26% of UBC's full professors identify as female, a stark contrast to the 55% of students that identify as women. UBC is working to decrease the gap, but progress is slow on this very long road.
Co-chairs Neema Rimber and Maddy Schulte helped lead a diverse team of students to deliver this year's student leadership conference.
Free speech groups began to appear on Canadian campuses in 2016, promising to be neutral defenders of free expression and fighters of “political correctness.” Since they began, these clubs have drawn accusations of being fronts for right-wing speakers.
The most important features this year don’t have much in common, but they sure are long. Here’s a reminder of the most impactful stories the features section covered.
The assistant professor at the Vancouver School of Economics has done grassroots volunteering abroad, conducted field research in Africa and most recently, advised on former Rep. Beto O’Rourke’s Senate campaign in Texas.
“We need to understand, you know, where we lack and how we can improve because we can ... keep staring a problem in the eye, [but] it's about time that some changes are made.”
One of the most important employees of the AMS is someone you’ve probably never heard of.
Whether it’s incense, candles, diffusers, essential oils, fragrances or any other product that adds scents to your space, acknowledging smells and adding fragrance can add another layer to sex.
To add some adrenaline to the experience, be as loud as you want and avoid your roommate, thrill your senses in these five unexpected locations for a sexually-charged evening (or whatever time of day suits the mood).
Burlesque in a classroom environment is also about being able to find a point of balance between comfort and discomfort.
How were we able to connect in such a real way, in what some would call a more technology-invested, disconnected age? Well, I say we are also in an era with a growing desire for deep connection — and conscious relationships are filling this void.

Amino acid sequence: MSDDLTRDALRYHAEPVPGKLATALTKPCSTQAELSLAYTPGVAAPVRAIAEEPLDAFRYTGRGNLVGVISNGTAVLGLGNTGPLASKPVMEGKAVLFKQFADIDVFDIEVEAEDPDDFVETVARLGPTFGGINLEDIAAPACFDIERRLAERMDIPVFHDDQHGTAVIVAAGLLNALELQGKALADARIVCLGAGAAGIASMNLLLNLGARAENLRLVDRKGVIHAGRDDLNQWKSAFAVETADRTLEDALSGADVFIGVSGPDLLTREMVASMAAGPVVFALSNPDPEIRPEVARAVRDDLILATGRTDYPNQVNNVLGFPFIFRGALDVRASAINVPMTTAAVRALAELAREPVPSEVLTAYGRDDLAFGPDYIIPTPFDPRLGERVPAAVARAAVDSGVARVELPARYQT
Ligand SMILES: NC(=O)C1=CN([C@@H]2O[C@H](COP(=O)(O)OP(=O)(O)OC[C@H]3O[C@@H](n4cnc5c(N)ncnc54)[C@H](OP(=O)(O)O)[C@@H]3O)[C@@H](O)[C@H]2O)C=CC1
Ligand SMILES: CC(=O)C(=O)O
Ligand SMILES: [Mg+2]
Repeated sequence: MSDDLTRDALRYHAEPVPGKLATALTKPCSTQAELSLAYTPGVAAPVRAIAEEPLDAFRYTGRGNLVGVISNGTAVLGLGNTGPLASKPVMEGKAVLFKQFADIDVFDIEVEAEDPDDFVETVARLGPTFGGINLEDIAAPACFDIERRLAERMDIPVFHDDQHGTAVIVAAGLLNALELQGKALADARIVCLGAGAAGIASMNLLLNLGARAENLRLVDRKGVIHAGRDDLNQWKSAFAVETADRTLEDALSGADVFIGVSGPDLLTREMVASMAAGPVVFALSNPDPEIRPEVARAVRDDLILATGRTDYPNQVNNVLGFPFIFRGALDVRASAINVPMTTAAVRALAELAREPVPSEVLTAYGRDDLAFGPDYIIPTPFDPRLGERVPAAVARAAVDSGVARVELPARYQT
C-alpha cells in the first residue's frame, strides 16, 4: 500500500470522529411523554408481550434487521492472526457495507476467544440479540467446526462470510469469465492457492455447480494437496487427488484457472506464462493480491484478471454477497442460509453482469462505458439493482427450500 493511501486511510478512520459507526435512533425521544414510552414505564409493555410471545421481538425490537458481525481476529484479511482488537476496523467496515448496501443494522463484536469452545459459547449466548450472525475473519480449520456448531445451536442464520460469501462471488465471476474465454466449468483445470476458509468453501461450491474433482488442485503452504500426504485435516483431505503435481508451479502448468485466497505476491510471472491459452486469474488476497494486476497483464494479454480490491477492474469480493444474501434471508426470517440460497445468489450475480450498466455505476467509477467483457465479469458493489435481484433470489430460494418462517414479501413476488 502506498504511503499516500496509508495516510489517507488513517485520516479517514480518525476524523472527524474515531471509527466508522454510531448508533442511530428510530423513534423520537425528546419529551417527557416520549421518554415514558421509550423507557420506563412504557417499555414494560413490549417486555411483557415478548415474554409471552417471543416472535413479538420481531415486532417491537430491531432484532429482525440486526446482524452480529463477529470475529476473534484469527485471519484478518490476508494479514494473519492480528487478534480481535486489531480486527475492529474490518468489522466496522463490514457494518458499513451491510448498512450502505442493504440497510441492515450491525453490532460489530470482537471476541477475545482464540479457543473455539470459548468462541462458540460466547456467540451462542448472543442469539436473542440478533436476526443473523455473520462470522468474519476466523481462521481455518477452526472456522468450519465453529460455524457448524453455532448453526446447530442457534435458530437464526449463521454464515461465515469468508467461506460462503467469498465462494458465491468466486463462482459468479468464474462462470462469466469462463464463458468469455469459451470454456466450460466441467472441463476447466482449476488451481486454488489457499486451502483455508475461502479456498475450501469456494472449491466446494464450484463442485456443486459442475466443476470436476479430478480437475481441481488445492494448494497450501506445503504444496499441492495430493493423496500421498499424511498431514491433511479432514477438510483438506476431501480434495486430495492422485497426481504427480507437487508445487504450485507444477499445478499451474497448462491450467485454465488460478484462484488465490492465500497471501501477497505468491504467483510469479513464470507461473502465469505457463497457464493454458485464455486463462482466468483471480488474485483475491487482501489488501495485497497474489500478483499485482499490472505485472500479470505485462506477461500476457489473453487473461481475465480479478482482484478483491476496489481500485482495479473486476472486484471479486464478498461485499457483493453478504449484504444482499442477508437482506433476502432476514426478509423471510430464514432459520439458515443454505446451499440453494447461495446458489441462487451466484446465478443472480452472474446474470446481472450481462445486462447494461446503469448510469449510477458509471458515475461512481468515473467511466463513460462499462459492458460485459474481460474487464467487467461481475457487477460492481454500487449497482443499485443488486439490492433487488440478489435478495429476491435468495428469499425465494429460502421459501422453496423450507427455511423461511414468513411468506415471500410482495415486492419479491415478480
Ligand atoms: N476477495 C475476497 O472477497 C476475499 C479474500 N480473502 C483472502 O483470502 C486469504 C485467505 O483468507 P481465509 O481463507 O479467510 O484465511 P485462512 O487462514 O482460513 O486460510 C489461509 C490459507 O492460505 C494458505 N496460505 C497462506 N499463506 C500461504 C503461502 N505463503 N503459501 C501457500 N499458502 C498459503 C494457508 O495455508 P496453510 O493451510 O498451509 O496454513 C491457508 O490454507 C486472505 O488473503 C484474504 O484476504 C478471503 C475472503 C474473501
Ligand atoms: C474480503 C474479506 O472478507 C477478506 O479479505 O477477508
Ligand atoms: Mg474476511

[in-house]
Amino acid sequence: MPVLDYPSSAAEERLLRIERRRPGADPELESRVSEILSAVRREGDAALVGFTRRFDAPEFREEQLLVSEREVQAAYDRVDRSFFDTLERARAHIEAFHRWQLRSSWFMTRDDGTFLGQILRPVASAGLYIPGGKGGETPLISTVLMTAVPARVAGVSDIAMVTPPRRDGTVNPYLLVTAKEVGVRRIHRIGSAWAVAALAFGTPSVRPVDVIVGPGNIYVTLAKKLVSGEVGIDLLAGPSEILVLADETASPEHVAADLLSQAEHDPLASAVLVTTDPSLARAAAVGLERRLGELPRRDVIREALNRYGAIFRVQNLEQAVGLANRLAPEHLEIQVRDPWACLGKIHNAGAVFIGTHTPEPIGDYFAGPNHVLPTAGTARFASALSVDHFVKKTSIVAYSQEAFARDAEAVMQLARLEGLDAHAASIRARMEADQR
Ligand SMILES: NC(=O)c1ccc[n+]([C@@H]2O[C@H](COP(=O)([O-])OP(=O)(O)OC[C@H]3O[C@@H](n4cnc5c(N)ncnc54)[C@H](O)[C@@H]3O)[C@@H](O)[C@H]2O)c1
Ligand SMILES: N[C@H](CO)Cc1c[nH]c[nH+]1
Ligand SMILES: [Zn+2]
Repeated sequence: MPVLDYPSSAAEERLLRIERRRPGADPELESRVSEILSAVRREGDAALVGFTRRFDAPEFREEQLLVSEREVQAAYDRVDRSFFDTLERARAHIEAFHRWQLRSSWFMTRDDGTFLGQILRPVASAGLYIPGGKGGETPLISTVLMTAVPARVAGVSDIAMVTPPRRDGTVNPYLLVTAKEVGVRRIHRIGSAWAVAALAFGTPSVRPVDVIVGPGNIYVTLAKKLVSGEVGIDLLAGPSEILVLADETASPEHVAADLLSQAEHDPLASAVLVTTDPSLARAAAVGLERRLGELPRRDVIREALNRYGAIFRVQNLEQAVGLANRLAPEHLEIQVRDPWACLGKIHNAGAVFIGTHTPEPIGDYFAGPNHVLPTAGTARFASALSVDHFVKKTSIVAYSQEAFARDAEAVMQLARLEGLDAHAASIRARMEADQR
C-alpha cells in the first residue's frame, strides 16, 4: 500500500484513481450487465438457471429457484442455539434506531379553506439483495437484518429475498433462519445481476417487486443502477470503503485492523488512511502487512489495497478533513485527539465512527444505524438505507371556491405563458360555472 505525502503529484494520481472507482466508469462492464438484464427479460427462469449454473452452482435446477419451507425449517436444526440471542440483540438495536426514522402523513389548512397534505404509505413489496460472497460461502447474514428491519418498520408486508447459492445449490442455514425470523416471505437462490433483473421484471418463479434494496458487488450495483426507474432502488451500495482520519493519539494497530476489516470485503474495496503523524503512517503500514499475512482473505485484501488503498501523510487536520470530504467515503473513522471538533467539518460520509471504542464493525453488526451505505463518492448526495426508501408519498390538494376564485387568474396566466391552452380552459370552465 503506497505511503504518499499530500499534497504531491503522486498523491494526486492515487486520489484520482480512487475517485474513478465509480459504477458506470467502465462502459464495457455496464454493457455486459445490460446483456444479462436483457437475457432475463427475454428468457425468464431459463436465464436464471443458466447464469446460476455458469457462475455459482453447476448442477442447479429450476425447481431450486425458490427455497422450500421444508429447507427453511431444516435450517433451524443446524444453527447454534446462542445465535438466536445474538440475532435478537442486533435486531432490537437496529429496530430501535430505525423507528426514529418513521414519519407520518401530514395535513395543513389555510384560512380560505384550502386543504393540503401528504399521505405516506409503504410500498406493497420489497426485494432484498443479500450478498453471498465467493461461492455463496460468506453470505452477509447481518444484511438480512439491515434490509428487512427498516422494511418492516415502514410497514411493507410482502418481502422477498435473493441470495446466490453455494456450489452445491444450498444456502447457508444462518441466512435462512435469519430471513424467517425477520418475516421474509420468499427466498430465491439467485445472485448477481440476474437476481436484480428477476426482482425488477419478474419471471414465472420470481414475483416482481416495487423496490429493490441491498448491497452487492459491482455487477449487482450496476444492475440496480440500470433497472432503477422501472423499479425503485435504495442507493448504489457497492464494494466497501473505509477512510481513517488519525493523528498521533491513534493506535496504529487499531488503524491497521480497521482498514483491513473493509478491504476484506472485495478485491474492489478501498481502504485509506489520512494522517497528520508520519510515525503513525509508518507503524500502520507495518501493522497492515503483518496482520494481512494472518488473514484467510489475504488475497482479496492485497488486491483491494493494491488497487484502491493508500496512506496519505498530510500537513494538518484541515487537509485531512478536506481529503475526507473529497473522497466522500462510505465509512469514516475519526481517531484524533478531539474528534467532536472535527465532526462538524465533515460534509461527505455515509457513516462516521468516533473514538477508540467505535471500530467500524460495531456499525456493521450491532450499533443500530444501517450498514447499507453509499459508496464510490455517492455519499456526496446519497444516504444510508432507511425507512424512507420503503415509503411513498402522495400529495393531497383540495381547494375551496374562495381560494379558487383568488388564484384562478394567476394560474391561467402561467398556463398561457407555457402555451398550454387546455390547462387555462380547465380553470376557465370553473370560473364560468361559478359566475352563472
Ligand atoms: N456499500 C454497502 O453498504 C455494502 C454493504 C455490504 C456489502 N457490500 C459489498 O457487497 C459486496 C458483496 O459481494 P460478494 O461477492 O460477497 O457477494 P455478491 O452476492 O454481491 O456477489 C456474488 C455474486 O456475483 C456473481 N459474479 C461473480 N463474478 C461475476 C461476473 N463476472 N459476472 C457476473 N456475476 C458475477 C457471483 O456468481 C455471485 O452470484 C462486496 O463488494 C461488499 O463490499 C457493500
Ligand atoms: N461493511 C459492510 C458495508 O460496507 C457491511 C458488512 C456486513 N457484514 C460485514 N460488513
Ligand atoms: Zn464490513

I was in sixth grade when I realized that I thought there was something beautiful about pain, and I hated myself for that.
The ways that we work, play and socialize are dramatically different than they were 30 years ago. So are the ways we get off.
For me this process of self-acceptance wound up being inextricably tied with the sexual encounters I partook in.
There’s an unspoken conversation on campus — and it’s about oral sex.
I nod, allowing my mind to drift away from my body, until I am just a prop in the musical she is orchestrating. A musical that always ends with her thanking me for my performance.
Milder, more mainstream kinks related to domination and submission — like bondage and choking — seem to be fairly common, but there are definitely some of us who really get down and dirty.
“In some of the experiences I’ve had — kissing and touching — I found that I got emotional really quickly,” said Mosca. As a result, Mosca has resolved not to have sex until he is in a very “secure” relationship or even engaged.
I dream that I am Adam and he is Eve and I pluck this blue-eyed wonder from my ribs. Somehow, he is all heart and no bone and I would give every piece of me to make him happy. I dream of angering God and I wake up.
On the floor, a man and woman lie naked and covered in paint, ready to perform oral sex in the 69 position in what is arguably Canada’s first live erotic art show. As the lights dim, everyone has one question on their minds: “Is this guy going to be able to get it up?”
Despite this myriad of experiences and practices by students who identify as ace or aro, many still experience push-back when they self-identify on campus.
Here I was, having sex with an attractive guy and my mind had momentarily wandered, dreaming up scenarios in which the police found my dead naked body in a wreckage at the bottom of an elevator shaft. Not the kind of shaft I was hoping to be wrecked by.